This unique library in China takes an artistic approach.
The Tianjin Binhai Library looks like a book lovers haven. Upon entering, visitors are welcomed into an atrium that ebbs and flows in what appears to be floor-to-ceiling books, with a luminous spherical auditorium called “the eye” at its core.
But the building is less about books than community engagement. Designers of the Tianjin, China library—the work of MVRDV and the Tianjin Urban Planning and Design Institute—were tasked with making a modern, adaptable space that housed books while inviting people to gather. “The main challenge was to create a design that was ambitious and rethink the typology for a library, so it is no longer a dull and depressing environment. It becomes a social space that also promotes reading, knowledge, and inspiration,” according to the MVRDV design team.
Finished in late 2017, the 363,000-square-foot space was commissioned as part of a larger plan to create a cultural district for the city. It’s surrounded by four other cultural buildings, all connected by a glass-covered public corridor. A public park sits in front of the library.
Breaking the Mold
There is no question the Tianjin library—a Chinese Green Star two-rated building—breaks the mold of the traditional library. It’s far from the boxy structure often seen in library architecture. “The interior is almost cave-like, a continuous bookshelf,” says Winy Maas, MVRDV director and cofounder.
Terraced bookshelves wrap the walls of the atrium while also being represented on the outside—each level doubles as a louvre, allowing light and air to flow through. Glass walls in the front of the library open to the park outside to allow for nature views and enhanced daylight. “We opened the building by creating a beautiful public space inside; a new urban living room is its center,” Maas says.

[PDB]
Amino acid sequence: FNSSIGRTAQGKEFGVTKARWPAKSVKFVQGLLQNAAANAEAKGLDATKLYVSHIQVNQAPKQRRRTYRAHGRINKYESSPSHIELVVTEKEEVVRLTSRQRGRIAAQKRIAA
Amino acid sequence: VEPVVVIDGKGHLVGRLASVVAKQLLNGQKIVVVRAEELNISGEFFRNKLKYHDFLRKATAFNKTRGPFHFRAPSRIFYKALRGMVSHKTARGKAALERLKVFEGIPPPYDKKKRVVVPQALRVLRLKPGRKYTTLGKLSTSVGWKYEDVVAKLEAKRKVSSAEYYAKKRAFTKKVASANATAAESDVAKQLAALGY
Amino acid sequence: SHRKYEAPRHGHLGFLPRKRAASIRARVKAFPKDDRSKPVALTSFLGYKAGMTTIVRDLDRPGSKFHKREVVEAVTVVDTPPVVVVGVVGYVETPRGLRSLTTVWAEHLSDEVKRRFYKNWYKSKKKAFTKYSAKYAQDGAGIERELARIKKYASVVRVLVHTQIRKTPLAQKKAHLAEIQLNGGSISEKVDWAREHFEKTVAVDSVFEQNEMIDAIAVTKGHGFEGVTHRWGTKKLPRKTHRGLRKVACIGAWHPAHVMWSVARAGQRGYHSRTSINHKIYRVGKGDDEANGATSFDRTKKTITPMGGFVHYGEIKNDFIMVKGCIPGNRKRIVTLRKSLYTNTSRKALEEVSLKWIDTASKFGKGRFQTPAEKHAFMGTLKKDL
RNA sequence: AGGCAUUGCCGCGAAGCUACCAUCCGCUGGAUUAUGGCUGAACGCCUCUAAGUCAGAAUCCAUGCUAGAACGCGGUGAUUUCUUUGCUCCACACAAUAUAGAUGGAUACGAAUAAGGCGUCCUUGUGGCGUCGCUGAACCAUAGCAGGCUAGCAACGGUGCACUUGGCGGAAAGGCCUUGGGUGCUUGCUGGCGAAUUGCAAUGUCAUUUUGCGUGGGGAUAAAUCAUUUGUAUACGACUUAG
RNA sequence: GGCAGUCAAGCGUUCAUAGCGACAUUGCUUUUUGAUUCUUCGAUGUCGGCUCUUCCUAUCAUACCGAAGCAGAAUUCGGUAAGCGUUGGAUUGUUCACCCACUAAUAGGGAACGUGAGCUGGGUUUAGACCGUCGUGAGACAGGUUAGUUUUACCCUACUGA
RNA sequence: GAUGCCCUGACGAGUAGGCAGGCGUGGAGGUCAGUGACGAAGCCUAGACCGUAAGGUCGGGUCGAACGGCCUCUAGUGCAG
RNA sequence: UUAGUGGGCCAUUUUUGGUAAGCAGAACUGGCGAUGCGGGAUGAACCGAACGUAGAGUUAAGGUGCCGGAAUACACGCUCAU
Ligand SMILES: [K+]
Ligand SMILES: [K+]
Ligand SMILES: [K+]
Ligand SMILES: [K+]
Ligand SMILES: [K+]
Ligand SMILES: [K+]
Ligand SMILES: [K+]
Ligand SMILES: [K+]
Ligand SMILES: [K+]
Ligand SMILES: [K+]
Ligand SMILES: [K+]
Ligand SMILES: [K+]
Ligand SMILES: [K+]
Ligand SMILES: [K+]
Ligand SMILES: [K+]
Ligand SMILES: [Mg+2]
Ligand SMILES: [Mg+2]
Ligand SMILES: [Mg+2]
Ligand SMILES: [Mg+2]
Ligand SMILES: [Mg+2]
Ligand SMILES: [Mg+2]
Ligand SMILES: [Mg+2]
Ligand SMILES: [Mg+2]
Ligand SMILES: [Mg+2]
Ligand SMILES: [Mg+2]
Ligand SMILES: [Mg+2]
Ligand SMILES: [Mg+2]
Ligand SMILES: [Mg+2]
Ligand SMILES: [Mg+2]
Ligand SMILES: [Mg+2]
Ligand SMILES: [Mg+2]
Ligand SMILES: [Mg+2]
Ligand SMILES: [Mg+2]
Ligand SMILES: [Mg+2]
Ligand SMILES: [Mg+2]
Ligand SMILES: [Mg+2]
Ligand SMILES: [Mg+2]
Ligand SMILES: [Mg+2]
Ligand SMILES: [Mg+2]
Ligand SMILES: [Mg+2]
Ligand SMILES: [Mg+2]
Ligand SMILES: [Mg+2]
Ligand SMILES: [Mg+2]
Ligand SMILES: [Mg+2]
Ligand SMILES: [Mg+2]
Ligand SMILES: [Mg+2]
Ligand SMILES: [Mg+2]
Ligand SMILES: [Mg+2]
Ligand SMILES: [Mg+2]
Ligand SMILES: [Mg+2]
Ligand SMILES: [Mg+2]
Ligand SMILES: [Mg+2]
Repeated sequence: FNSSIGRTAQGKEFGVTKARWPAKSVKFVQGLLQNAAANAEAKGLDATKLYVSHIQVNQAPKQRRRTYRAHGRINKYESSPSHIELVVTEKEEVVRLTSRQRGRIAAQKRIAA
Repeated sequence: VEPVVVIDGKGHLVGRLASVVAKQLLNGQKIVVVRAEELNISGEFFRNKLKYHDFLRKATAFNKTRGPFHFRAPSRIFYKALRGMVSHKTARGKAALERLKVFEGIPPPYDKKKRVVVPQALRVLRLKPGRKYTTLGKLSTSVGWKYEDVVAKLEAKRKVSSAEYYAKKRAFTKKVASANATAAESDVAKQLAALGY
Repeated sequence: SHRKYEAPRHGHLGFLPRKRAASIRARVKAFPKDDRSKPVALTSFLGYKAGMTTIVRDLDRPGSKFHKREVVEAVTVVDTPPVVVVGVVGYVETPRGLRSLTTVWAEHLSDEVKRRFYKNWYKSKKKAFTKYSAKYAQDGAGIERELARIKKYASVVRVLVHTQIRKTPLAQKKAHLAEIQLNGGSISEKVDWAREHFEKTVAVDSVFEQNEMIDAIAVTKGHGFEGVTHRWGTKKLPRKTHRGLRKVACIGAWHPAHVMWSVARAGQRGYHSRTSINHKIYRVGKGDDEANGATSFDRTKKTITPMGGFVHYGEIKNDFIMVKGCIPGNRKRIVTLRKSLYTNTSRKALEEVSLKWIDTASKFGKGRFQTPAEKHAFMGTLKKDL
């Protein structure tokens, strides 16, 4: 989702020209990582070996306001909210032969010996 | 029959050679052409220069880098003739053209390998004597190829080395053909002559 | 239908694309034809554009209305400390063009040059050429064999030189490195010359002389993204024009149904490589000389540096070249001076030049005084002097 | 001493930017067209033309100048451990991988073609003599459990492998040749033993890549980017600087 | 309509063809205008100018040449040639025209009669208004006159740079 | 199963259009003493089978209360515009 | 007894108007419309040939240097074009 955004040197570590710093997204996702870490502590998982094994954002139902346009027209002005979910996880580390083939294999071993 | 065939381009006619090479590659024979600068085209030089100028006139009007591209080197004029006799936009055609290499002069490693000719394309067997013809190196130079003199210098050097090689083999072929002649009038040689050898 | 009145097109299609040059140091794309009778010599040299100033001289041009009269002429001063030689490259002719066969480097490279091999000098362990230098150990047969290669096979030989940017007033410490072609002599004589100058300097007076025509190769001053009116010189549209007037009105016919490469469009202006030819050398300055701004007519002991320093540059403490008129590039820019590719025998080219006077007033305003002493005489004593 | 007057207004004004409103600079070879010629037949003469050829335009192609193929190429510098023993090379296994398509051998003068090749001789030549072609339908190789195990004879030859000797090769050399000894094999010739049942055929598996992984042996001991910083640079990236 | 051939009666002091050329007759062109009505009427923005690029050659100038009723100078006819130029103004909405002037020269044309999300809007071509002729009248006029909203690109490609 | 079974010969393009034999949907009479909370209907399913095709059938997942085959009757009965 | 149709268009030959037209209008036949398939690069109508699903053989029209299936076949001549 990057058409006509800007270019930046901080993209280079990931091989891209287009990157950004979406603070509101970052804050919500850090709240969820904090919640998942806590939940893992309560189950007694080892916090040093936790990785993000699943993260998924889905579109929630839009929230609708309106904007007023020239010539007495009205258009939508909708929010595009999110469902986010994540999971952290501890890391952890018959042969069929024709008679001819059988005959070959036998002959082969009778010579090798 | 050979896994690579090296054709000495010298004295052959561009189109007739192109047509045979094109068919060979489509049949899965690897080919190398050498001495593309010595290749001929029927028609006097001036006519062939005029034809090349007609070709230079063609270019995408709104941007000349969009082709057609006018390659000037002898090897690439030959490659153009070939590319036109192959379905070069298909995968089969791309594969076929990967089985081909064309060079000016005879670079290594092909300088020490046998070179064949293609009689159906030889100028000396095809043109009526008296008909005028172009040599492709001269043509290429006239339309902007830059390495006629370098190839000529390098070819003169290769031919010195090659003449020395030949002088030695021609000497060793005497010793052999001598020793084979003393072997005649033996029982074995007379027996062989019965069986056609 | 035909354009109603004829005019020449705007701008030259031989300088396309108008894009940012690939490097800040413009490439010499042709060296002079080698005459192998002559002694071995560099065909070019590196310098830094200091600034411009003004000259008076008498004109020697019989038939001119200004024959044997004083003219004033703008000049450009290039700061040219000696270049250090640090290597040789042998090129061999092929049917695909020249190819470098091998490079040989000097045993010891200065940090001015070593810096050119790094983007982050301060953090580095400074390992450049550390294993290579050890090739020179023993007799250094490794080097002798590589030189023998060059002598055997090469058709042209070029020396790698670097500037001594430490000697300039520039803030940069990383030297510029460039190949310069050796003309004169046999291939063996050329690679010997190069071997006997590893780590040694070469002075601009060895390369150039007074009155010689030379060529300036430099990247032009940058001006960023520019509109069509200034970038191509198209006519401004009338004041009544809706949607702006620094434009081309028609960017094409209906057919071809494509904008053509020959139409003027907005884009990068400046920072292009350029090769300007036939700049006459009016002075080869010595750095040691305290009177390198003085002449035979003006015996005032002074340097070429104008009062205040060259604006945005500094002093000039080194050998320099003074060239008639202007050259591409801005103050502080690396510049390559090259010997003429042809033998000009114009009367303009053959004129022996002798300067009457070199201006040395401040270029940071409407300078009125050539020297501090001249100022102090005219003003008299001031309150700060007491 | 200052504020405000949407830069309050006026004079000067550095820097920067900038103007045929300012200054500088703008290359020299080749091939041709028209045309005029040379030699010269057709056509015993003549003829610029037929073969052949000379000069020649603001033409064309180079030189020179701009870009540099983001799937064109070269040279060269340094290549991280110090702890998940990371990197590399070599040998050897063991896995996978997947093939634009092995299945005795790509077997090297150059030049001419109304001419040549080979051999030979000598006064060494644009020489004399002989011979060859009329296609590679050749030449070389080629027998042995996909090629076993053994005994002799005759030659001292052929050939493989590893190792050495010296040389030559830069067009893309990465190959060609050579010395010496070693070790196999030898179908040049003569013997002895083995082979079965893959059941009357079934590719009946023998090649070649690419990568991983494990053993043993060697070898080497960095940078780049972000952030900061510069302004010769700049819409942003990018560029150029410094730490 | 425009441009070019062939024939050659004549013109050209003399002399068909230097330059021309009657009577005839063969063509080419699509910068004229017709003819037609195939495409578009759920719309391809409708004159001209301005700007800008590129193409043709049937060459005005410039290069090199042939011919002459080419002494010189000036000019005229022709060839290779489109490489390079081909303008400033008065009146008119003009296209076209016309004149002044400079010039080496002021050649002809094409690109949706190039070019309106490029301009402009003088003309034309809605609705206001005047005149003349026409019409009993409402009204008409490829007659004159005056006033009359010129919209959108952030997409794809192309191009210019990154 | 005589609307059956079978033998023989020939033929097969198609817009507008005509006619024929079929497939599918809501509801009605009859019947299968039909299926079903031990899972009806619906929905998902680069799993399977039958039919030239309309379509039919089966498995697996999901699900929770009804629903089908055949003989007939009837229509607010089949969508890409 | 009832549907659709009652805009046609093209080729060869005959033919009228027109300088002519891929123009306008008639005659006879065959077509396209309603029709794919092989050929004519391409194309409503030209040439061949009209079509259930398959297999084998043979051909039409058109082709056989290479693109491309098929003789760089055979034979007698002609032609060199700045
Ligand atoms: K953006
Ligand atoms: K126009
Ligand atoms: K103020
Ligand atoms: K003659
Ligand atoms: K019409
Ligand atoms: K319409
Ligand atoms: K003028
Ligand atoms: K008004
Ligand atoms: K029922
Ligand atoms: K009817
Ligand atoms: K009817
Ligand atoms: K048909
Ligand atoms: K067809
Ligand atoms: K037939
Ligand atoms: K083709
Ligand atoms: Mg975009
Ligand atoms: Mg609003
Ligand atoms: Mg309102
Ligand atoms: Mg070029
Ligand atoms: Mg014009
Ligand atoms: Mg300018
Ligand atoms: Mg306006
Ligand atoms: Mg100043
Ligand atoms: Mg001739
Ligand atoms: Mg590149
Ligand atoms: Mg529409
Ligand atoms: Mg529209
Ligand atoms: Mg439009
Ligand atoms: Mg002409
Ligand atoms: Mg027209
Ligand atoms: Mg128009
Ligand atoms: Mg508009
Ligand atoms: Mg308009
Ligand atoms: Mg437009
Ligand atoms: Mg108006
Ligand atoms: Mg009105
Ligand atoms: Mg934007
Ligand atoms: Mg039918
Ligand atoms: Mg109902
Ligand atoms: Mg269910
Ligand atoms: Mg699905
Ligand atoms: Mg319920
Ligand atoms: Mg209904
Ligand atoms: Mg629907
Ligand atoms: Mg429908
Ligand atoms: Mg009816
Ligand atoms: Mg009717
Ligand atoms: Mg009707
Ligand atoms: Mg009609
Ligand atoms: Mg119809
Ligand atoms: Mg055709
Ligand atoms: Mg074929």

The terraced bookshelves that wrap the atrium walls act as seating and walkways for visitors to reach other parts of the building. “The angles and curves are meant to stimulate different uses of the space, such as reading, walking, meeting, and discussing. Together they form the ‘eye’ of the building: to see and be seen,” Maas says.
Strict regulations on the structure’s size created a challenge for designers who were required to include a cinema space. The “eye” was the solution. “Not being able to touch the building’s volume, we ‘rolled’ the ball-shaped auditorium demanded by the brief into the building and simply made space for it, as a ‘hug’ between media and knowledge,” Maas says. The fully functional auditorium seats 110 spectators.
While the building’s main atrium isn’t meant to be a reading place, there’s an abundance of quiet, educational spaces among the five levels. The library has designated reading rooms, child-specific spaces, elderly and community meeting areas, lounges, and computer and audio rooms. Two rooftop patios increase access to daylight while also providing an area to connect with the outdoors.
The shelves are home to 1.35 million books, with additional book storage in the archives. The “books" on the highest shelves of the atrium aren’t really books, though—they’re perforated aluminum plates printed to appear as books. While not part of the designers’ master plan, construction time constraints led to the elimination of plans to create access to the upper shelves from the rooms behind the atrium. Access may be added in the future.